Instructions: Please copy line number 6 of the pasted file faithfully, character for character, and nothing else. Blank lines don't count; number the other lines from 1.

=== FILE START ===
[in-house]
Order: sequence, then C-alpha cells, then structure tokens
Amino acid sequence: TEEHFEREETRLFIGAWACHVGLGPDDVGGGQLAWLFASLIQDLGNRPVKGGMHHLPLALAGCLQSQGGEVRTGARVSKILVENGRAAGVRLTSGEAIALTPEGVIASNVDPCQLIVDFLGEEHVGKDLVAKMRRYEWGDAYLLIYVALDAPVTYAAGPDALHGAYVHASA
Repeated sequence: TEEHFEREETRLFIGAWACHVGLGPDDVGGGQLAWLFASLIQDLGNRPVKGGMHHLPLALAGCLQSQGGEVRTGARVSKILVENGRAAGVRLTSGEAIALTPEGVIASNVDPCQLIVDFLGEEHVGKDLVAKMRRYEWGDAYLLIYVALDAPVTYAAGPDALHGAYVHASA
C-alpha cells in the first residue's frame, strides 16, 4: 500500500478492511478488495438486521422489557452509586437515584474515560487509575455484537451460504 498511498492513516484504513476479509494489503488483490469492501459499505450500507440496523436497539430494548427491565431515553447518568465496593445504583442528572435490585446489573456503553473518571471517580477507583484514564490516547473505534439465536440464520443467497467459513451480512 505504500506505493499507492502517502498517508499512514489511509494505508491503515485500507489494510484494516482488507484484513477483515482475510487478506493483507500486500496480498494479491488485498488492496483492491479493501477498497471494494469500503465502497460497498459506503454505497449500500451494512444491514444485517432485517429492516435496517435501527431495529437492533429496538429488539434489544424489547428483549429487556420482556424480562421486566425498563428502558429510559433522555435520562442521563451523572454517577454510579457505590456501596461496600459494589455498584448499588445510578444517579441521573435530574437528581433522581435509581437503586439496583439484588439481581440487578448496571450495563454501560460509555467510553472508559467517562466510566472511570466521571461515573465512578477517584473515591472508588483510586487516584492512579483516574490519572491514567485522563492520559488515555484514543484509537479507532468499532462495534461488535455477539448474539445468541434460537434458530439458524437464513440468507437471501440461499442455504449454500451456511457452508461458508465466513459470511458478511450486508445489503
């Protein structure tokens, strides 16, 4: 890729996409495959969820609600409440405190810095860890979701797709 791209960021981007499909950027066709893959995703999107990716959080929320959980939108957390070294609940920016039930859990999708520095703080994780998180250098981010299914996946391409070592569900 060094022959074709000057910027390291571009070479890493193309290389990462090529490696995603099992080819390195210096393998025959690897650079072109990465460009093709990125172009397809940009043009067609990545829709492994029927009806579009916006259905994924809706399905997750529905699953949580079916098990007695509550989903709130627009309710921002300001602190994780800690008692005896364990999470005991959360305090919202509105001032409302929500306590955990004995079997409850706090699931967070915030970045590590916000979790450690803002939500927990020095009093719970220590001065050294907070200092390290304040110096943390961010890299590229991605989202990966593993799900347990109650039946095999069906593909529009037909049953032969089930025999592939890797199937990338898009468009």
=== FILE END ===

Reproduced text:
């Protein structure tokens, strides 16, 4: 890729996409495959969820609600409440405190810095860890979701797709 791209960021981007499909950027066709893959995703999107990716959080929320959980939108957390070294609940920016039930859990999708520095703080994780998180250098981010299914996946391409070592569900 060094022959074709000057910027390291571009070479890493193309290389990462090529490696995603099992080819390195210096393998025959690897650079072109990465460009093709990125172009397809940009043009067609990545829709492994029927009806579009916006259905994924809706399905997750529905699953949580079916098990007695509550989903709130627009309710921002300001602190994780800690008692005896364990999470005991959360305090919202509105001032409302929500306590955990004995079997409850706090699931967070915030970045590590916000979790450690803002939500927990020095009093719970220590001065050294907070200092390290304040110096943390961010890299590229991605989202990966593993799900347990109650039946095999069906593909529009037909049953032969089930025999592939890797199937990338898009468009």